“Is the Resurrection for Real?” is the question that Patheos is asking its mainline Protestant bloggers to respond to. Here is my take on it.
Why would we ask the question? At Patheos, the secondary title after asking the question is,
“In our modern scientific world, does belief in a Resurrection make sense?”
The bloggers are overwhelmingly positive in their answers, and I agree; yes, the resurrection is real and physical (though, admittedly weirdly so, if Jesus’ resurrection body goes through walls and has breakfast on the beach).
But my question is about the question itself. Why ask it? Does the question reveal some discomfort with the issue? Is it really our knowledge of science and our self-perception of being all modern that makes us wonder about Jesus’ resurrection? After all, C.S. Lewis (and probably others before him) pointed out that the concept that dead bodies stay dead was pretty well established in the ancient world; it doesn’t take the Enlightenment to come to that conviction.
But could it also be that something other than scientific reasoning is behind resurrection qualms? Could it be our uneasiness with physicality itself? Perhaps we are perpetually as ashamed by our nakedness as Adam and Eve were, upon discovery.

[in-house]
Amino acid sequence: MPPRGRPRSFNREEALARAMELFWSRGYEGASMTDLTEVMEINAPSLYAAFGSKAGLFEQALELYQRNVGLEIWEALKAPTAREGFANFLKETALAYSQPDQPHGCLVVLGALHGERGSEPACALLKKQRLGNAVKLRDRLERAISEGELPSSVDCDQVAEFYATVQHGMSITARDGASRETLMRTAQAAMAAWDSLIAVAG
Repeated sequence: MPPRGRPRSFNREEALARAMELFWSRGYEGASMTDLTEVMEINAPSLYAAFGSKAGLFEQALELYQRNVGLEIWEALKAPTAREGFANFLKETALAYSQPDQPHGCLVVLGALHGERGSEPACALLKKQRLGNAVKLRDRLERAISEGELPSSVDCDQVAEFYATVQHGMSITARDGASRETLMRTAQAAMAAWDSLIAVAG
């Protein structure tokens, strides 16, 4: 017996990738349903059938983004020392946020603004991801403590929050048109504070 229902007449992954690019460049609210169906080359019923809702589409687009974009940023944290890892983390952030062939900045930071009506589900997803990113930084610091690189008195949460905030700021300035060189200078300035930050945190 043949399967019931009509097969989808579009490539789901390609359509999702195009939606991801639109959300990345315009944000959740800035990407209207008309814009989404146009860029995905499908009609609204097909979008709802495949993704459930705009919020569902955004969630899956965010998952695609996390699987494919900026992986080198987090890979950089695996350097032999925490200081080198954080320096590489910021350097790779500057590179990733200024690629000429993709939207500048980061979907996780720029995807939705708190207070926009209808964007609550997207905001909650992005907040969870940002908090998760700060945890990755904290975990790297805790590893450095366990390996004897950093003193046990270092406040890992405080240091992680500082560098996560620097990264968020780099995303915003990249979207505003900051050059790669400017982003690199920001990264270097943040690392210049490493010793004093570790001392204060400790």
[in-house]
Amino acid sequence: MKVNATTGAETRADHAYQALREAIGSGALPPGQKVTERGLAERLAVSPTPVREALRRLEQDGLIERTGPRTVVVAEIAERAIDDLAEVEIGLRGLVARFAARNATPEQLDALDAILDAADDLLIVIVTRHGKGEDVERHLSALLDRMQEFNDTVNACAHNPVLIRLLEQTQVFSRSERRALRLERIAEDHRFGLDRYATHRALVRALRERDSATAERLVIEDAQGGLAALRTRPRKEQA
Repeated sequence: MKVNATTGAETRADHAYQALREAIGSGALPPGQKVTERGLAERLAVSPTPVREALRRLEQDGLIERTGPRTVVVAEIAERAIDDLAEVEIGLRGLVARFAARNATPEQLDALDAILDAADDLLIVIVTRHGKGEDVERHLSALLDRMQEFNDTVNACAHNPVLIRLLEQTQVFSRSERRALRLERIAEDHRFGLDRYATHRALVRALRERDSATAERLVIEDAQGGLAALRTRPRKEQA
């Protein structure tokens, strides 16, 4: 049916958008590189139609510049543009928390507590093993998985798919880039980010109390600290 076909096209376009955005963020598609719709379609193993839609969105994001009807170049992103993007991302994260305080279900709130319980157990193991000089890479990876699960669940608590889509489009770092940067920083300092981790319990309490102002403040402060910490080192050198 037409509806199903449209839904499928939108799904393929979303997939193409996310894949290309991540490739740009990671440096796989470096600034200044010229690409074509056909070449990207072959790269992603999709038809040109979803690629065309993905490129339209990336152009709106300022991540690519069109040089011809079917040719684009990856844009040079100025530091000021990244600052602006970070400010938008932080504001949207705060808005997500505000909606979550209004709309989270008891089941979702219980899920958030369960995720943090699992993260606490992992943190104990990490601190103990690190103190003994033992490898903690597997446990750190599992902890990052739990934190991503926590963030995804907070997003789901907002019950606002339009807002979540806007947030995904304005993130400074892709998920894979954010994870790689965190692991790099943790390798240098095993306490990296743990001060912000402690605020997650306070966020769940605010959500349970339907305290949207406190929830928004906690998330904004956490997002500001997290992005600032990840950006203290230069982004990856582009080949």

But God is not embarrassed by the physical world. The God we Christians know (via Judaism, of course) is the one who made a physical world and repeatedly pronounced it “good.” We could never be gnostics who think that there is something inherently degrading about being physical. We could never be Platonists and undervalue the physical world by comparison to the world of the forms.
And all this physicality is why what we do with our physical world, the one that Jesus was resurrected into, matters so much. This is why poverty and hunger for literal bread is such a scandal. This is why killing is so bad. This why the see-saw between “development” and recovery-from-development is so agonizing.
Today, April 20, 2011 is the one-year anniversary of the BP oil disaster (not just a “spill”) in which 11 lives were lost and for 87 days following, raw oil and gas gushed into the waters of the Gulf of Mexico. The church I serve is in Gulf Shores, Alabama. I can bear witness to the fact that though the beaches are sugar-white again, the damage is still on-going for people who lost their businesses, their security, and for some, their marriages as they struggle to cope with the disaster.
We have held a 24 hour prayer vigil on the beach, each local church taking turns. This evening at 6:00 we will all gather for a community prayer service. We will pray to the resurrected Lord for our physical planet, and the people created to live on it, certain because of resurrection that he is there to hear, and that he cares.